“At Sigma, I can continue the development work that I was doing at the academy, while at the same time learning from the broad technical know-how available at the company. The collaboration with my colleagues has given me so many insights and a deeper understanding of technical solutions”, says Johannes, describing how his expertise goes hand in hand with proven subsea solutions.

Sigma Energy & Marine has extensive experience of working with technical offshore solutions for the oil and gas industry. And Johannes, who would like to see a future without fossil fuels, highly values the knowledge and experience that this industry can contribute when it comes to developing new, environmentally friendly alternatives. Both offshore wind and wave power production require similar auxiliary structures to those developed for oil-and-gas and the shipping industry, both on the surface and on the seabed.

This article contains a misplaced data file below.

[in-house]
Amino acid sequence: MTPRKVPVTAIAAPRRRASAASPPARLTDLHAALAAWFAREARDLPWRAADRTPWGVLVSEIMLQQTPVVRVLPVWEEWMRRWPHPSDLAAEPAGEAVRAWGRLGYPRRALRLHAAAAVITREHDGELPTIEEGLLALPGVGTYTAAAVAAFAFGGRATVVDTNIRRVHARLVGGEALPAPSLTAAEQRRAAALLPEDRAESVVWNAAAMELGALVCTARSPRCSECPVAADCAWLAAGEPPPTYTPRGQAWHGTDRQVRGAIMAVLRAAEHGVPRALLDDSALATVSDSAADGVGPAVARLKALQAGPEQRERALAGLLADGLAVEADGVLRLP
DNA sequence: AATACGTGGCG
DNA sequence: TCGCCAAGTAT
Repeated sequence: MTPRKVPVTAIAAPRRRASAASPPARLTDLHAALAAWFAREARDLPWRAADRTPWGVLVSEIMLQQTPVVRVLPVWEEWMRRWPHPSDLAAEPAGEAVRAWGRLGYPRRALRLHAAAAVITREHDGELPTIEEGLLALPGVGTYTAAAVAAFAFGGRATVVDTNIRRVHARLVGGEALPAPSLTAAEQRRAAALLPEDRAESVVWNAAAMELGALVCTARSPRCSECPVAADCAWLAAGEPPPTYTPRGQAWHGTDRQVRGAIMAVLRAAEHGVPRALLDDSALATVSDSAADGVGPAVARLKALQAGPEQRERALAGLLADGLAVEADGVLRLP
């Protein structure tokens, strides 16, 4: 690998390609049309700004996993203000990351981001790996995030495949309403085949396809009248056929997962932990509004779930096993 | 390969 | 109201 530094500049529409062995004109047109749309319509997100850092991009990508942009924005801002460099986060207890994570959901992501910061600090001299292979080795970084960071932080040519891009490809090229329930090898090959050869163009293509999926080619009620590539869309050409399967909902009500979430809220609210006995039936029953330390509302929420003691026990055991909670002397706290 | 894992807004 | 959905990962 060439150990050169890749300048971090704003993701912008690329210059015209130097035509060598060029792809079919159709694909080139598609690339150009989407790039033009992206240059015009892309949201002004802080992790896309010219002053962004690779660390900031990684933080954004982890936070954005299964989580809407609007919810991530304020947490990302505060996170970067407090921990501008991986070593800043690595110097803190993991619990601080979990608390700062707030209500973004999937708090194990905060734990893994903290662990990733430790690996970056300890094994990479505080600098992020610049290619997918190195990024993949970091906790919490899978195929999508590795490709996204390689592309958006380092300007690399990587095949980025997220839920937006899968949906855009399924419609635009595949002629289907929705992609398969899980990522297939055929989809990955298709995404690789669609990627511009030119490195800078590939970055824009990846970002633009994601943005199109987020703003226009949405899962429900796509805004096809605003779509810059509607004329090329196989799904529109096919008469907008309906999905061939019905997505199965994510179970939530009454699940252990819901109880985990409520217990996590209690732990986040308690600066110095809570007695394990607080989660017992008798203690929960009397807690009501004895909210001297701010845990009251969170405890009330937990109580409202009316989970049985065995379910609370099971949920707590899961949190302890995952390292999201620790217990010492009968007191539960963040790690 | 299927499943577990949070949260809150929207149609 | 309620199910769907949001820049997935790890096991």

“In our marine department, we encounter many different types of projects and customers. Within renewable offshore energy, floating wind and wave power is right at the top of the agenda. But part of my time is also spent on a research project where, together with RISE, we are identifying nonlinear effects on floating wave power plants through machine learning and high-fidelity simulations. We are also developing our own calculation program for marine installations, named Moody”, explains Johannes about the projects he is involved in.

“Wave energy has a bright future. There are many different types of wave power plants and several companies have already come a long way in the development of technology.”

In practical terms, Johannes' role as a consultant is often to develop a calculation model and/or design the mooring system for the floating construction. A complex and vital part in projects where the finished product needs to be able to function in severe conditions with high winds and waves. An environment that puts extreme demands on the solutions. It is also expensive to work out on the open sea. The weather conditions at the sites of the offshore energy parks impose natural limitations when it comes to finding favourable conditions for maintenance and repairs, so called weather windows.